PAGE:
Intermittent Fasting: Silver Bullet or Snake Oil?
Do you want to be a lean, mean, sex machine?Increased energy! Better, more restful sleep! Higher testosterone! Sex drive through the roof! Watch fat melt off in weeks as you preserve hard earned lean muscle! All with this one trick…..
We have all seen this ad. Usually accompanied by a quick fix supplement or sales pitch. While those ads are usually pretty easy to spot a mile away it is harder to differentiate the good from the bad when it comes to diet trends. Atkins, Keto, Paleo, Zone, South Beach. Each of these has legions of followers that swear by their efficacy and proclaim each to be the only way to eat. All have their merits and there is a way to show why each works. What about intermittent fasting or IF?
Intermittent Fasting: The Next Big New (Old) ThingIntermittent fasting has become a hot topic in the fitness world and amongst people of all walks of life as a way to lose fat. The basic definition of IF is that there is a period of fasting followed by a period of feasting. My initial exposure to IF was in reading about it in the calorie restriction community who used 24-48 hour fasting periods to severely restrict caloric intake. Their goal was not a fitness or aesthetic one, they were operating on the assumption that caloric restriction will lead to a longer and healthier lifespan. I have no idea if this is scientifically or anecdotally corroborated.
The IF community that I am much more interested in is within the fitness community, usually done to enhance body composition. This method of IF is usually done by restricting the “feasting” window to a period of 8-12 hours depending on goals. The idea being that the body will burn calories at a more efficient rate if more of the early waking hours are lived fasted. So, you might have your last meal at 8pm Monday night. You are focused on maximum fat loss so your fasting window will be 16 hours long. That means you might wake up at 6am and not eat your first meal until noon on Tuesday. You would eat meals at predetermined times throughout the day having your final meal at 8pm Tuesday night and start your “fast” once again.
Get Big and Stay LeanThere are different modifiers for the individual diets. The most familiar protocol to me is one in which the fast is broken with a meal composed of protein and fats and carbs are added in timed around workouts and in the night time window. The thought behind this is that nighttime carbs will supply your body with the glycogen needed to operate in the morning fasted period when most of your activity is based around your work (which may or may not be sedentary). The exception to the fasting window in some of these diets tends to be adding mct oil or butter to your morning coffee (I know, I don’t consider a 500cal cup of coffee as still fasting but that’s another post).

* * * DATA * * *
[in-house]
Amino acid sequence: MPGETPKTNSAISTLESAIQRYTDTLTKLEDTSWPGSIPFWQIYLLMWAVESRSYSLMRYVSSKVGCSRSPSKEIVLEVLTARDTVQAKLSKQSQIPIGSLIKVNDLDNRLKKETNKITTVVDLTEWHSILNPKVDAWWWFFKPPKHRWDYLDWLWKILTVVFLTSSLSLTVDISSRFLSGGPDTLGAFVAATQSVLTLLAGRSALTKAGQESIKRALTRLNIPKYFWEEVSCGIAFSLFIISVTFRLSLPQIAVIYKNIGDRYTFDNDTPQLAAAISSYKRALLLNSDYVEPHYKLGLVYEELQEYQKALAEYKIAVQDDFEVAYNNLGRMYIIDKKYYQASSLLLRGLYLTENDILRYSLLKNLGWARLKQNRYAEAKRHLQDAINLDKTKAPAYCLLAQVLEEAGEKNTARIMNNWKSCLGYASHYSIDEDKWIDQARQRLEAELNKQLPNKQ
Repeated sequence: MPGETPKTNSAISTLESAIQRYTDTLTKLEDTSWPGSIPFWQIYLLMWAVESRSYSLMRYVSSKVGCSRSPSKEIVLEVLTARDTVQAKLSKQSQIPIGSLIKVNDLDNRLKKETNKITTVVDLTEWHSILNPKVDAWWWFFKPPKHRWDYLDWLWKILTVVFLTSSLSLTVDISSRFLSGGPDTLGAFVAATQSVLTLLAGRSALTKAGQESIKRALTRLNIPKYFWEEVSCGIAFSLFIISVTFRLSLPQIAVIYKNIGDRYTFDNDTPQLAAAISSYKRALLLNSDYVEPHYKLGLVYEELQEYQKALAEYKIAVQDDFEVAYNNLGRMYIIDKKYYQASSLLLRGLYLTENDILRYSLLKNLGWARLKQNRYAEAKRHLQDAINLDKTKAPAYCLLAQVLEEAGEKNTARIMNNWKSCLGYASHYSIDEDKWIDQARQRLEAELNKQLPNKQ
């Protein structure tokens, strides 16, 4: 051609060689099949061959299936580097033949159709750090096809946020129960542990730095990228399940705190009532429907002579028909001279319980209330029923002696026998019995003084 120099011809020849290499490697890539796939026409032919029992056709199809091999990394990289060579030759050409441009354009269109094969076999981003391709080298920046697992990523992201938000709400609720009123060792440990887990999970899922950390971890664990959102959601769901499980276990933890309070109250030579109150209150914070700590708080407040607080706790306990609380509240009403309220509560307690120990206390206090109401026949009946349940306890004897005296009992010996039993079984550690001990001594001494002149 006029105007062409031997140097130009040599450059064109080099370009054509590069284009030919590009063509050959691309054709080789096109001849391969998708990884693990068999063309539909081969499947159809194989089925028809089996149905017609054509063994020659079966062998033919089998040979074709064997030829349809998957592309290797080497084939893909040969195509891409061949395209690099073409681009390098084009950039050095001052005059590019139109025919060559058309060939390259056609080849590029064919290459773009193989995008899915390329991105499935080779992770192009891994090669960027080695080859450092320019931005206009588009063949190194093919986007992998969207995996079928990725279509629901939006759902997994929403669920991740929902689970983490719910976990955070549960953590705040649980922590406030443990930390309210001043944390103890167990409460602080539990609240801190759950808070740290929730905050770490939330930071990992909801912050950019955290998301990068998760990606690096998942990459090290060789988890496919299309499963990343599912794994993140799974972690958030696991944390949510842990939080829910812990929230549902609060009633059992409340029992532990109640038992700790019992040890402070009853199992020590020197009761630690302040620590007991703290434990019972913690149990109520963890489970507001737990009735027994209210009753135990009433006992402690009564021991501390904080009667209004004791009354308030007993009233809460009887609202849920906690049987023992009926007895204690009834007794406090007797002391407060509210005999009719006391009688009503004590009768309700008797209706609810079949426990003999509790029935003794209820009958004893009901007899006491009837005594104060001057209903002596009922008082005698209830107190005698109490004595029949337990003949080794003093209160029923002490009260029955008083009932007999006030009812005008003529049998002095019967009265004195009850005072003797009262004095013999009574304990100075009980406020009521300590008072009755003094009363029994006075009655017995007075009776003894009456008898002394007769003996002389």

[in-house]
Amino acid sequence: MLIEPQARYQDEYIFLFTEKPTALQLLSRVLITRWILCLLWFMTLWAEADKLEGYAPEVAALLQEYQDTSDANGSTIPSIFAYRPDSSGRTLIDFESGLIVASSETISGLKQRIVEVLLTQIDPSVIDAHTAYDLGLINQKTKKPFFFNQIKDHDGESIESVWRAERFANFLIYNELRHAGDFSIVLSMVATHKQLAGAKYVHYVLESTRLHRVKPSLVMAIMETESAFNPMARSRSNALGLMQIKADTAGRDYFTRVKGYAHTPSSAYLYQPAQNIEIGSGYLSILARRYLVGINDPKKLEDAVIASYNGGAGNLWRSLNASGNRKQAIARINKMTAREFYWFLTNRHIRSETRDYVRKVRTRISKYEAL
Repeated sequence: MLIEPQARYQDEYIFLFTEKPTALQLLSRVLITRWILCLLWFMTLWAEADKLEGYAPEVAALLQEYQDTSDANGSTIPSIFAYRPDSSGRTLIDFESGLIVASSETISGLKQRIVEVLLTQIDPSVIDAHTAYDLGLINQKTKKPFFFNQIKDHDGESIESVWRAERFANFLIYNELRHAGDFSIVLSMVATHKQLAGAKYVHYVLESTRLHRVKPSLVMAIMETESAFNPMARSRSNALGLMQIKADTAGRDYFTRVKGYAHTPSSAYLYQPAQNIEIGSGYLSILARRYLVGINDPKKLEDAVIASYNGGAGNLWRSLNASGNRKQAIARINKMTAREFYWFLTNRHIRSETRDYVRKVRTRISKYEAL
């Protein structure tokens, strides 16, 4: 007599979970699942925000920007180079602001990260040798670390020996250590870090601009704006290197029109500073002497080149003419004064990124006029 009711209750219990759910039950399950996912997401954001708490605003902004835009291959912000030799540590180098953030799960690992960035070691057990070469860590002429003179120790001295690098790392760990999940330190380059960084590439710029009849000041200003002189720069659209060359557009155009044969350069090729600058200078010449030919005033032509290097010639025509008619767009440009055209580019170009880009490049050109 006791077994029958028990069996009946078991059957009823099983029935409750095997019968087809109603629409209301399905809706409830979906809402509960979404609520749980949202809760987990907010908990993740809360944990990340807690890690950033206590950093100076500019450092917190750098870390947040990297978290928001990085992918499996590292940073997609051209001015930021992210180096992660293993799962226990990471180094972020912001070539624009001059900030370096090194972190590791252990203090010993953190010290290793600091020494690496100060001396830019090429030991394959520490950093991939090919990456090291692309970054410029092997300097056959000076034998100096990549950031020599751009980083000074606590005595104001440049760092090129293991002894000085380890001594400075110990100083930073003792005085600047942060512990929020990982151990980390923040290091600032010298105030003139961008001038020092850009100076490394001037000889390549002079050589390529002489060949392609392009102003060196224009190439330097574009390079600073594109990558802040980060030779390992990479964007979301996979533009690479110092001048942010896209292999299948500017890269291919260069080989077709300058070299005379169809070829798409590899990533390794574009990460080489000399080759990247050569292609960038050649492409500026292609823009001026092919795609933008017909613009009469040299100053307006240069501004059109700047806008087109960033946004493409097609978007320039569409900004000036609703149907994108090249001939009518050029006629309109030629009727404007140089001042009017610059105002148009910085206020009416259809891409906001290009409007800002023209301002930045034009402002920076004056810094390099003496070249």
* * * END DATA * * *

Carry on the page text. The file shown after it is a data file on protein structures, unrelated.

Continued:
When resistance training is planned some fast acting carbohydrates such as berries or fruit juice (for the “primal” diets) or simple sugars like dextrose (for those not concerned with processed sugars) will be added immediately before and possibly during training. The post-training window will consist of protein and a mix of simple and complex carbs. This training window can be a little more complex depending on time of day that training is proposed and how it works with nutrient timing but that is diet dependent.
But Jeb, Does It Work?I know what you are asking yourself. Does intermittent fasting actually work? The answer is, yes, sort of. I must state here that I have used an IF protocol to lose fat and it was very effective. Part of the effectiveness for me, however, was just the diminished time I had to eat. There have been times in my life that I have to be up at 5am with clients and not home until after 9pm. If I started eating when I woke up I would hit my caloric needs for the day by 2pm. So, for me, IF was the way to go. I don’t like breakfast food, I like to eat right before bed, and I train in the mid afternoon. I can get my first meal in somewhere around noon, have a little pre-workout snack, then a couple of meals after my workout. So it works, but not really for any other reason than any other diet works: caloric restriction. (If you would like to study this further Alan Aragon did a survey of a decade’s worth of studies and found no difference in body composition between IF and other forms of diet)
We know, then, that for fat loss IF works. What, if any, drawbacks does IF have? For me, and this is a biggie, muscle gain is tough. Simply put, limiting your caloric window to 8 hours means that you will have to either eat a ton of food at each meal or resort to more calorically dense choices than is healthy, i.e. junk food. If it’s just mass gain that you’re after than by all means slam some McD’s a few times a day but don’t be surprised when a lot of fat comes with a little muscle. The other drawback is the act of fasting at all. Some people just can not go long periods without food and develop the dreaded “hanger” and rebound so hard that they end up eating more. My wife is one. Her IF experiment was short lived and if it had been longer I might be short-lived.
All in all, if it’s fat loss you are after, you can stand to go long periods without eating, and enjoy eating the majority of your meals at night then give it a try. Just be sure to set your calories to match your goals and not be under the impression that the fasting itself is the reason for fat loss on IF.